One of the leaders of the Maronite community living in Kormakitis in the north called on the Republic on Monday to help farmers who lost their crops and trees during Sunday’s wildfires.
Kormakitis was one of the villages in the north to have been badly affected by the fire that burned around 5,000 hectares of farm and forest land, including centuries-old olive trees.
“The situation is depressing, most tragic,” deputy community leader of Kormakitis, Valentinos Koumettou, told state broadcaster CyBC radio.
He said the fire started around a kilometre outside the village, it headed towards the sea and then turned towards Ayia Irini village, stopping just a kilometre outside that village.
“The extend of destruction is unbelievable,” he said.
He added that the fields were full of crops ready to be harvested so it was easy for the fire to spread.
According to Koumettou, fields full of wheat, orchards, carob and ancient olive trees were burned.
“People lost their properties, they saw the trees they inherited from their parents and grandparents destroyed,” he said.
The level of destruction was such that if one stands outside Kormakitis can now see straight to the sea.
“Such is the level of devastation,” he said.
He added that both the around 56 people who remained in Kormakitis since 1974 and the 150 people who resettled in the village recently including young families with children, saw within a few hours their labour gone.
Most residents were crop producers and animal farmers.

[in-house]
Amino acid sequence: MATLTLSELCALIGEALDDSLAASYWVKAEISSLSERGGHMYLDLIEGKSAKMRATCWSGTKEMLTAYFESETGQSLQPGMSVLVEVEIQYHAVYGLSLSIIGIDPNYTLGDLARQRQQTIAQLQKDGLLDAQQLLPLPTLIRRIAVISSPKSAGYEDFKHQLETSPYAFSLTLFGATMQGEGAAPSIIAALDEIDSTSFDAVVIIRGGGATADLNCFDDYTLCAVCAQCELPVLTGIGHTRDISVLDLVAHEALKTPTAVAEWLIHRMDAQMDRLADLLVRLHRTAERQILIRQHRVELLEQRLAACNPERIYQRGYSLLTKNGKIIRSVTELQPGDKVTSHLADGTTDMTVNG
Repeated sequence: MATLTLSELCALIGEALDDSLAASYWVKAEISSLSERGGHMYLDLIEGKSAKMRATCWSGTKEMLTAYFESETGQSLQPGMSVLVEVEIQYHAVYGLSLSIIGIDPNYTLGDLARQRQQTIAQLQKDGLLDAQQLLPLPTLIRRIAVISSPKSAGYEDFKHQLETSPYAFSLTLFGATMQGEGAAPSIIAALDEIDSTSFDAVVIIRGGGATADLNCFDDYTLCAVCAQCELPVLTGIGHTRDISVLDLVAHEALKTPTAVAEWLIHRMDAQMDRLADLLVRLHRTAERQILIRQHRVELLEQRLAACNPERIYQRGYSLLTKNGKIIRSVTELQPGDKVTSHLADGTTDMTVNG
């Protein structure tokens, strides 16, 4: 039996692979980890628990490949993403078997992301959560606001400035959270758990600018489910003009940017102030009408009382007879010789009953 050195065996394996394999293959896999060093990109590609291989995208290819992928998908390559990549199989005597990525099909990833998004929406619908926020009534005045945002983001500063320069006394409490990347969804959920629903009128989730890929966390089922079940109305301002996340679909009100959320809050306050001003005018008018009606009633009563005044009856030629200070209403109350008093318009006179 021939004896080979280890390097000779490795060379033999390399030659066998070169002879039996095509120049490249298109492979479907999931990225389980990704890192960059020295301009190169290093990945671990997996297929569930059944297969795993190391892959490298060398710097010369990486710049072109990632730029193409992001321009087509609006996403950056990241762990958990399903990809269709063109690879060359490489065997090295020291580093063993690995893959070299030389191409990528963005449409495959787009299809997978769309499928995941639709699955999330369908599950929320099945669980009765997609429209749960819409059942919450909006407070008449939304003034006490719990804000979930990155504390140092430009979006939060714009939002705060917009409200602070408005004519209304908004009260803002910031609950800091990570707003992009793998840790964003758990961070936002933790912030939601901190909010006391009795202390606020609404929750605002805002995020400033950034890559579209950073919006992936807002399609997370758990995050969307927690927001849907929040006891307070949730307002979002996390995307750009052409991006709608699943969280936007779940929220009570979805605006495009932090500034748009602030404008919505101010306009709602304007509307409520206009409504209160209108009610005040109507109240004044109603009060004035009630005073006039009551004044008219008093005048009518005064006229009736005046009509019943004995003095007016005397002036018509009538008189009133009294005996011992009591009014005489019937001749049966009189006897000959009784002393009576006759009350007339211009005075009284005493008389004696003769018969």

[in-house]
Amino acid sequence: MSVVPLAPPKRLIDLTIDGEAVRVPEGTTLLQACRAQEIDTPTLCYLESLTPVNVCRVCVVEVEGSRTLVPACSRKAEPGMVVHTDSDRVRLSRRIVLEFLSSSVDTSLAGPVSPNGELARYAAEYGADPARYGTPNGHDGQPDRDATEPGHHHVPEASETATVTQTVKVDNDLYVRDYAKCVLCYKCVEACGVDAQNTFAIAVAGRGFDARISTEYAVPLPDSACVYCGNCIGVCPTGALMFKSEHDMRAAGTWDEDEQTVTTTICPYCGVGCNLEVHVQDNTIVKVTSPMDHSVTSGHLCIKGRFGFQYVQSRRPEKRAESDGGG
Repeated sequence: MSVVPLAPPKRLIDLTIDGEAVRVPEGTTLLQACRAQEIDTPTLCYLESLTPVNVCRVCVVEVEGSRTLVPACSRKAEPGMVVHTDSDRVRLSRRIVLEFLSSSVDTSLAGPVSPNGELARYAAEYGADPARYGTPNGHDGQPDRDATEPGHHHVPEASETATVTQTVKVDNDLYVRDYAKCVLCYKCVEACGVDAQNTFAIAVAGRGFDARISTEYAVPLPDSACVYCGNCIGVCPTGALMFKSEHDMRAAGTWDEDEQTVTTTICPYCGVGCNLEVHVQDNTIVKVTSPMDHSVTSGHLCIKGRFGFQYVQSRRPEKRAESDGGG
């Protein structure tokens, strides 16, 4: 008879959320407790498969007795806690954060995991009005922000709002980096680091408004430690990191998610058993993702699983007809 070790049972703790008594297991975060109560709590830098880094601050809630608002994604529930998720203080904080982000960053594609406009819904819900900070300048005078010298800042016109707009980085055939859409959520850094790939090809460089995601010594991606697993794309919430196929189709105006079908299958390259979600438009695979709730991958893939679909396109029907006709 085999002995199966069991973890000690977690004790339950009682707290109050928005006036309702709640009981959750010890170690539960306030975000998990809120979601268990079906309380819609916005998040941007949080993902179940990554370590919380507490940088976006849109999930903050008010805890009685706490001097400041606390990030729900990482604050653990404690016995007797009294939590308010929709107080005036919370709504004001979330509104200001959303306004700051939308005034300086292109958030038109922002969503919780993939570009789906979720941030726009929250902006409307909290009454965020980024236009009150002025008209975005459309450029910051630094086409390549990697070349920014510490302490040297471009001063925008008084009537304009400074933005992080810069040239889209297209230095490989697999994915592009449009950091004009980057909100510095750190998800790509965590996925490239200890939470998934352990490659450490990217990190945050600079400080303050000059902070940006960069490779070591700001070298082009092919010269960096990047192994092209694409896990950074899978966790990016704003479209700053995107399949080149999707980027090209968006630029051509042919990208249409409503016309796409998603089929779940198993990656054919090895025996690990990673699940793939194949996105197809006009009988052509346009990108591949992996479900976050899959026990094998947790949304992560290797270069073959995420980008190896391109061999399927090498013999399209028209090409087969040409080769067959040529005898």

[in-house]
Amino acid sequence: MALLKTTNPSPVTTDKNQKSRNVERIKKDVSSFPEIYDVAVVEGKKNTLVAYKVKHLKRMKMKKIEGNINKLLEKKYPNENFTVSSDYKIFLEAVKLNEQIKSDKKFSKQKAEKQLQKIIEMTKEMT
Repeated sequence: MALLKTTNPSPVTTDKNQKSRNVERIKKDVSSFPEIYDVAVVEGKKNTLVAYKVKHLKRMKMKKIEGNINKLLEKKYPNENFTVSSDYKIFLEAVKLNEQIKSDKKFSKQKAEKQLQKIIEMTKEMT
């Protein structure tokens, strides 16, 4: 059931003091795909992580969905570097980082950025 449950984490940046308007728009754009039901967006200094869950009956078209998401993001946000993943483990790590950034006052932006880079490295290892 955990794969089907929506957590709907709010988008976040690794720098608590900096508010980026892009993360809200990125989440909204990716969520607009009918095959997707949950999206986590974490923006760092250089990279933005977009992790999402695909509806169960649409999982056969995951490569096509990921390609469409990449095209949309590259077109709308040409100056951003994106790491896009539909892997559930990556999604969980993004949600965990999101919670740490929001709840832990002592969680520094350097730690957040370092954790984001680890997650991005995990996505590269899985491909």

Koumettou said after restrictions in crossing between the two sides were imposed in March, several of them who got stuck in the government-controlled areas could not go to the village and harvest their crops and had to pay others do it.
“They had a lot of expenses to hire people to harvest, and now the fire added to their problems,” he said.
Koumettou expressed hope that as soon the assessment of the damage starts within the coming days, the state will help them, because this will be the final blow for many.
Authorities in the north said on Monday that the fire in Kormakitis started from the roadside and probably caused by cigarette butts while another one between Diorios and Kapouti that are very close to Kormakitis, is believed to have started from an electric cable or transformer. The second fire started within the military area in Diorios, it was reported in Turkish Cypriot media.
President Nicos Anastasiades responded positively to a request by the Turkish Cypriot side on Sunday for help to tackle the fire by sending in an aircraft from the forestry department and one helicopter. Three firefighting helicopters also arrived from Turkey.
Some Turkish Cypriot dailies on Monday reported that it was the first time since 1974, that such assistance was requested from the south.
Turkish Cypriot leader Mustafa Akinci said that the help was requested following a consensus reached with the ‘cabinet’ and that his office had initiated the necessary contact with the Greek Cypriot authorities.
The destruction of many ancient olive trees located in Kapouti was among the main issues discussed on social media and the press in the north. The area, which is called ‘Monumental Olive Trees Centre,’ is recognised by the EU as a heritage monument.
Reportedly, 90 per cent of the around 2,000 olive trees, the oldest ones being 800 years old, were destroyed by Sunday’s fire.
One of the oldest trees there, the Queen, did not burn but another one around the same age, the King, was destroyed, reports in social media and in the press said.